I finally figured out what was going wrong with my I2C peripheral.
In my quest to replace the Adafruit Trellis, I decided to investigate capacitive touch sensing. I created a t44-based board with four different pad layouts for step-response touch sensors: two simple sensors and two sensors with integrated LEDs.
To communicate with the main hwpm board I decided to use I2C, as conveniently the hwpm board has a header with a 5V I2C bus. The t44 has a Universal Serial Interface (USI) on board, which allows hardware serial support for a variety of serial protocols depending on configuration. The necessary pins are shared with the Atmel ISP pins – and, to make things more challenging, I2C requires pull-up resistors while SPI does not. I solved this by including hardware slide switches to toggle the SDA/MOSI and SCL/SCK lines from the ISP header to the I2C header – though, based on some reading, this might not have been ultimately needed.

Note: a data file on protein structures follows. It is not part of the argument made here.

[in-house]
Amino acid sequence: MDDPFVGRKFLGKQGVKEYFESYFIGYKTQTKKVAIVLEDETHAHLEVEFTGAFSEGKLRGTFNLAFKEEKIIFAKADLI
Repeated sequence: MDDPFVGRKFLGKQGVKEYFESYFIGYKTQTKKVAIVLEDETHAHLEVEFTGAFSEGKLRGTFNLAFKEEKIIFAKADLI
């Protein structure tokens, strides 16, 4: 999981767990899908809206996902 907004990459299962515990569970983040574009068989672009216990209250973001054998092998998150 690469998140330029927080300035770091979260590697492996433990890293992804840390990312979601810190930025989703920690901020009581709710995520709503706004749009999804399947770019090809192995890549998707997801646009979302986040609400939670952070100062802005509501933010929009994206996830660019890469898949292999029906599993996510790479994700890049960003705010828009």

Atmel provides example code for configuring a USI-capable MCU as an I2C peripheral. I took this code and made some modifications to try to have it transmit some sensor data, and wrote an Arduino sketch for the hwpm board to have it display the data.
This didn’t work very well at first. I determined that if the t44 board tries to do too much processing in its main loop then the overall system tends to be prone to getting “stuck”. I also determined that raising the t44’s clock speed (from 1M to 8M) allows more processing to be done, which was important for actually harvesting the step response data.
It’s hard to find enough pins on the t44 to drive a 4x4 step response matrix. It seems like it would be just about possible, though.